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Solving the Partisan Stalemate

It does not take a veteran of Congress to recognize that our nation’s political discourse is increasingly partisan. But to identify and solve the most persistent causes of dysfunction, it does not hurt to have a few decades of public service under your belt. Representative Jim Cooper (D-TN), BPC Senior Fellow Senator Trent Lott, and BPC Democracy Project Co-Chair Secretary Dan Glickman hosted a luncheon to bring together former members of Congress, academics, and policy experts from across the ideological spectrum. The topic of discussion was how to best remedy Washington’s atmosphere of overwhelming partisanship that has too often put a stranglehold on effective government. Moderated by Democracy Project Director John Fortier, the discussion brought forth a number of creative approaches to improve the political climate.

Institutional reform was cited as a key to easing the governing crisis. Rep. Cooper, who has been a leading voice in calling for more civility in politics, described how the House has been transformed—not always for the better—since Newt Gingrich’s years as Speaker. Greater power in the Speaker’s office, and less authority vested in the Committees, has resulted in diminished cooperation and more strong-arm votes. The House, Cooper observed, has become an instrument for achieving the majority party’s goals regardless of the national interest. Gerrymandering and corporate money, particularly in the wake of the Supreme Court’s Citizens United v. Federal Election Commission ruling, have combined to make parties far too powerful and stretch the campaign season into a multi-year, round-the-clock affair.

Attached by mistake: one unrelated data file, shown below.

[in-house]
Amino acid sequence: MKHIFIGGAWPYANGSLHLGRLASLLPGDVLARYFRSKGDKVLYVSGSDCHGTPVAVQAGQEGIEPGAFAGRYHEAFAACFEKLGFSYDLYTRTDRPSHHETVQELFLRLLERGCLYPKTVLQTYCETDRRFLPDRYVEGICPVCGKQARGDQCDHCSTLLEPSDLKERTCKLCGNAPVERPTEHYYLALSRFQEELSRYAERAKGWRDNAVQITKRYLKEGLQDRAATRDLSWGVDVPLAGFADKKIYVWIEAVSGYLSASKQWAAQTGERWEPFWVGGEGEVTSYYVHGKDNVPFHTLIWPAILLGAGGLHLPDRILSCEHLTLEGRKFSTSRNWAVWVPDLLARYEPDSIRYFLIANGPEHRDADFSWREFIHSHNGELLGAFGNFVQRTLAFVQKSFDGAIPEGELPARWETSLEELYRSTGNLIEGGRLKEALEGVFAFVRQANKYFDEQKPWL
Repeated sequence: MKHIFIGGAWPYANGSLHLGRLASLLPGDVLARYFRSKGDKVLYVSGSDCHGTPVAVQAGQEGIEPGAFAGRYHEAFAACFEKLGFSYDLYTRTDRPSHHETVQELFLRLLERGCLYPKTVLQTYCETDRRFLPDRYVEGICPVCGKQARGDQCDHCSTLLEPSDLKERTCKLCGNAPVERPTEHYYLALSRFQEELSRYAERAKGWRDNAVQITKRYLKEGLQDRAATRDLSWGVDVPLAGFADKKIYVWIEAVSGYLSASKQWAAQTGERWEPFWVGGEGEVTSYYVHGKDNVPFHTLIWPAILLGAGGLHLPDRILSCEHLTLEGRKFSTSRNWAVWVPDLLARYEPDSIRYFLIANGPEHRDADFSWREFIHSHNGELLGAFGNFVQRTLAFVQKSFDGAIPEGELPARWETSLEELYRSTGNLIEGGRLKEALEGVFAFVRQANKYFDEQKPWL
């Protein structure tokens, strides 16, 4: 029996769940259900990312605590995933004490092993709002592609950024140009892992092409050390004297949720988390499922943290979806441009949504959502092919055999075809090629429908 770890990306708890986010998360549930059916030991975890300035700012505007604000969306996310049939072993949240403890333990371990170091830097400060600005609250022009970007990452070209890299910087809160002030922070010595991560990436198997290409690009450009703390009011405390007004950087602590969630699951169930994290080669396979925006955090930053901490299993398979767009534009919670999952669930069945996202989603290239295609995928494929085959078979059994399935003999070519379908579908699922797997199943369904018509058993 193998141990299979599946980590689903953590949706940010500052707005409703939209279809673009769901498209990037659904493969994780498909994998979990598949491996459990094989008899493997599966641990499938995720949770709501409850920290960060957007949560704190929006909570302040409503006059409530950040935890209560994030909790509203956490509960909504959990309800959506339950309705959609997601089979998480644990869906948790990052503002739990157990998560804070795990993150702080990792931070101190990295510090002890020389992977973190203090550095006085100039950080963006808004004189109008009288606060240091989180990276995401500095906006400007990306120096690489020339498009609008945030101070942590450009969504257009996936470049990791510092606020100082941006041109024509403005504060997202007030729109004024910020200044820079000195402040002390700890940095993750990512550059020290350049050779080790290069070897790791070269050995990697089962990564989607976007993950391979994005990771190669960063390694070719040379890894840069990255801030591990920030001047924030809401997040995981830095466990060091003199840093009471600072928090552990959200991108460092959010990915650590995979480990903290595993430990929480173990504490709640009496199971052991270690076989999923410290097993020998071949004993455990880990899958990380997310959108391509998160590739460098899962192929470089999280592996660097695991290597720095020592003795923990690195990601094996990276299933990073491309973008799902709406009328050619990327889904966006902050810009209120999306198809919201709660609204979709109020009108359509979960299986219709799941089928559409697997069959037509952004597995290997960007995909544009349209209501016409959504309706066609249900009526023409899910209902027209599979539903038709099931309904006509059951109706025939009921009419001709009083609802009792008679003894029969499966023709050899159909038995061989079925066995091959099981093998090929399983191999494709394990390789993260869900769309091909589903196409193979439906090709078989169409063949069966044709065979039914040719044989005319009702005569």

Dr. Norman Ornstein of the American Enterprise Institute offered a plan to end the “Tuesday-to-Thursday club,” requiring members of Congress to spend more time legislating and less time raising money, whether in their home states or in Washington. By combining a three-weeks-on, one-week-off schedule, a ban on fundraising activities while Congress is in session, and a generous housing allowance, legislators would be given an incentive to remain in D.C. and spend time with their colleagues. Ornstein believes this would lead to both increased legislative efficiency and greater interpersonal relationships between members, a crucial component to engineering compromise. And a friendly House is a civil House; as more than one former member pointed out, friends do not attack friends for political gain.

Senator Lott noted the stark disparity between the collegial atmosphere that existed in the 1970s and ‘80s and today’s constant election season that drives members apart both professionally and personally. His experiences, he said, have led him to believe that personal friendship might be the most undervalued tool in the American political system.

Secretary Glickman provided a passionate analysis of the connection between the shortcomings of the political system and the ballooning federal deficit: the outsized influence of special interest money in politics is a prime factor in the national debt for the simple reason that no corporation, interest group, or lobby ever asks to raise taxes or cut spending; everyone petitions for their own economic interest, be it a tax break or a government subsidy. The flow of money has made it harder and harder for politicians to refuse.

If there is one argument to be made for improving bipartisanship, it might be that a room full of conservatives, liberals, and centrists can find so much common ground on such a complex issue. The challenges facing our country are daunting at times, but with mutual understanding and compromise, they can also be solved by rejecting the extremes and adhering to the middle path.

James Kennedy contributed to this post.

2011-06-14 00:00:00

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